Aspirin linked to lower mortality in patients with T2D, heart failure

Elaine Soliven
21 Mar 2018
Aspirin linked to lower mortality in patients with T2D, heart failure

The use of aspirin in older patients with type 2 diabetes (T2D) and heart failure appears to reduce mortality risk but paradoxically increases the rates of nonfatal myocardial infarction (MI) and stroke, according to a retrospective analysis of health records presented at ACC.18.

“Both heart failure and diabetes are associated with increased blood-clotting activity,” said lead author Dr Charbel Abi Khalil from Weill Cornell Medicine-Qatar, Doha, Qatar. “Because it [aspirin] decreases platelet aggregation, aspirin is thought to lower the likelihood of forming harmful blood clots like those responsible for heart attacks and strokes.”

However, the role of aspirin in primary cardiovascular (CV) risk prevention in patients with T2D has not been fully studied, while its benefit in heart failure remains controversial. To examine the impact of aspirin in T2D and heart failure, Khalil and team analysed data from The Health Improvement Network (THIN) database of patients seen in primary care in the UK.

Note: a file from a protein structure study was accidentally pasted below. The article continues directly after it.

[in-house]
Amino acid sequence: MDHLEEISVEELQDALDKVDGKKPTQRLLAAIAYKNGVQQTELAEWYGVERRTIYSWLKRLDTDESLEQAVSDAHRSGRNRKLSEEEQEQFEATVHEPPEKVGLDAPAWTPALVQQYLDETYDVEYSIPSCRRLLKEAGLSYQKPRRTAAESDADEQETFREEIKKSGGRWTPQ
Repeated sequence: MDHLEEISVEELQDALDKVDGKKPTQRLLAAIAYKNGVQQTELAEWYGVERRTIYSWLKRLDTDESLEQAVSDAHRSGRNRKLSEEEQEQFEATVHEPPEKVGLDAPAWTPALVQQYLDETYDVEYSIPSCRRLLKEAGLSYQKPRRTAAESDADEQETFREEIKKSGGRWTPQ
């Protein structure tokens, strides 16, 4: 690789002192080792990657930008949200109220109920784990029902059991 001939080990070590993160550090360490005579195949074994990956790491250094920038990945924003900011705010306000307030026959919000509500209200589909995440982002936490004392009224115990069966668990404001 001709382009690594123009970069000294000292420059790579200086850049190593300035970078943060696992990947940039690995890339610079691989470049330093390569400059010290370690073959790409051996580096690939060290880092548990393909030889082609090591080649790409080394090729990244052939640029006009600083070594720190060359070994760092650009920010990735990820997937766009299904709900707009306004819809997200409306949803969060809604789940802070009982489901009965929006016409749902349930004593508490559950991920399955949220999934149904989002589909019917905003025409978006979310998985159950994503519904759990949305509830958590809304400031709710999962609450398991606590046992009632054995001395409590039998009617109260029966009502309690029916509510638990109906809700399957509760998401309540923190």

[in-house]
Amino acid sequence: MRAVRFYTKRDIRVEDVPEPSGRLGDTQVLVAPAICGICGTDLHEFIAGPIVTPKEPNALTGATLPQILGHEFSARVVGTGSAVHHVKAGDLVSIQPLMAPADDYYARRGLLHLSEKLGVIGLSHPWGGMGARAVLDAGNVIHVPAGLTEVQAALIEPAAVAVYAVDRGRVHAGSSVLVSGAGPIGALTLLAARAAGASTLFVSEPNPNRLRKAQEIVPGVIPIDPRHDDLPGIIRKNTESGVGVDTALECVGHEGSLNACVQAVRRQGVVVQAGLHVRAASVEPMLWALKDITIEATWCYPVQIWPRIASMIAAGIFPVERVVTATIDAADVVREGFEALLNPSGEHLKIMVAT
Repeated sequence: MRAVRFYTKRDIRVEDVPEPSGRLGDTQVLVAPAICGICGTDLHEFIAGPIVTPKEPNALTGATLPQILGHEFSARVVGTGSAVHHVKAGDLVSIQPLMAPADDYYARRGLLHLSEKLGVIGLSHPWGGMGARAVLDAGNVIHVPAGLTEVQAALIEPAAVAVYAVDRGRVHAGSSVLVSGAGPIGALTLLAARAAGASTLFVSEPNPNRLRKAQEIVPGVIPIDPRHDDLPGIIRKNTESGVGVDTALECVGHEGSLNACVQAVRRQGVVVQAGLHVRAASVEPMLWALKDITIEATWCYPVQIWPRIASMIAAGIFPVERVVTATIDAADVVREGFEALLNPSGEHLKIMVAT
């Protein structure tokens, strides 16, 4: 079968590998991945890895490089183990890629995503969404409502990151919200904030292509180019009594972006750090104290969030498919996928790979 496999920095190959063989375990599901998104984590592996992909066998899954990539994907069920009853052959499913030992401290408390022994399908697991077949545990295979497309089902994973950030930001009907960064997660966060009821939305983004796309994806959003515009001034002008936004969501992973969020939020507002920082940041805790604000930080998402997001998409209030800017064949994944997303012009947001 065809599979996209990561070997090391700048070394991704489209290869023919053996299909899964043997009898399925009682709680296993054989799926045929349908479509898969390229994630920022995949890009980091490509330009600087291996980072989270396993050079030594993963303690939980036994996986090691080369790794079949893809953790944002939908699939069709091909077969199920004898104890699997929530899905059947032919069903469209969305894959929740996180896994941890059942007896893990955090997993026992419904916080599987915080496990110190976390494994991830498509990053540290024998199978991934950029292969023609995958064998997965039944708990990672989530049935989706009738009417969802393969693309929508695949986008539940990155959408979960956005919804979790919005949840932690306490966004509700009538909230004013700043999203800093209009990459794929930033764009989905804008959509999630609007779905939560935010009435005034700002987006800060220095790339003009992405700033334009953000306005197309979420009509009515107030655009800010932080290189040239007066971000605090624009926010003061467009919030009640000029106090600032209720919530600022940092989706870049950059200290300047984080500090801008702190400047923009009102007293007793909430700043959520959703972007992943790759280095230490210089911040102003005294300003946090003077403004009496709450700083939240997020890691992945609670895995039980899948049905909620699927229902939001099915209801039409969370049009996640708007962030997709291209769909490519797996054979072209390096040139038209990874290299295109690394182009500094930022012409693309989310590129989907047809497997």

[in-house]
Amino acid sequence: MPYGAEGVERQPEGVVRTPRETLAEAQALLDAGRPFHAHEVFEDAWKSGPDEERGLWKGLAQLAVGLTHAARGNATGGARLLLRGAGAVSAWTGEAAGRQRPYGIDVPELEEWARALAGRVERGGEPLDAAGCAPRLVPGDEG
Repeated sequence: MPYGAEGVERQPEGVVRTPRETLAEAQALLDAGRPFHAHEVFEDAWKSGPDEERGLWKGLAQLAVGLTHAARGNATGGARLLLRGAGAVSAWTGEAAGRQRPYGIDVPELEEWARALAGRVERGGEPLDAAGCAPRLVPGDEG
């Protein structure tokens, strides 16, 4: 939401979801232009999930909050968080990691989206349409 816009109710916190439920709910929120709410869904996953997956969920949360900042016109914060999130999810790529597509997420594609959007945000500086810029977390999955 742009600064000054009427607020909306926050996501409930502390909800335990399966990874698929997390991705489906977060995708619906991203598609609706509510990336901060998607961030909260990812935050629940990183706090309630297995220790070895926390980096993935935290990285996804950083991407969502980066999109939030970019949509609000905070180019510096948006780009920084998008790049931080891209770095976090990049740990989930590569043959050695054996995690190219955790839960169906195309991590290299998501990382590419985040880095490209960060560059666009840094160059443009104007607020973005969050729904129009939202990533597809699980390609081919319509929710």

Patients were ≥55 years with T2D and heart failure, but no prior history of MI, stroke, peripheral artery disease, or atrial fibrillation. Of the total study population of 12,534 patients, 47.6 percent were aspirin users and 52.4 percent were nonusers. Of those taking aspirin, 137 were taking higher doses (>75 mg daily). Patients on aspirin were younger and had a shorter duration of diabetes, but had a higher prevalence of hypertension and dyslipidaemia. [ACC.18, abstract 1212-432]

During a mean follow-up of 5.2 years, the primary outcome of a composite of all-cause mortality with or without hospitalization for HF was 10 percent less likely in patients treated with aspirin (hazard ratio, 0.89). However, patients taking aspirin had an increased risk for nonfatal MI (p<0.001) or stroke (p=0.03).

“We were surprised to see a paradoxical increase in nonfatal heart attacks and nonfatal stroke, parallel to the decrease in mortality,” said Khalil. “This finding might be due to the fact that those patients lived longer. Given their mean age of 70 years, perhaps these patients were predisposed to more cardiac events.”

Of note, bleeding risk was similar between groups, so were hospital admission rates.

Currently, there are no specific guideline recommendations for primary prevention with aspirin in patients with T2D and heart failure. Physicians use risk calculator to evaluate having a patient’s future risk of having a CV event. “[Hence,] patients should speak with their doctors to assess the benefits and risks of taking aspirin,” Khalil said.
Editor's Recommendations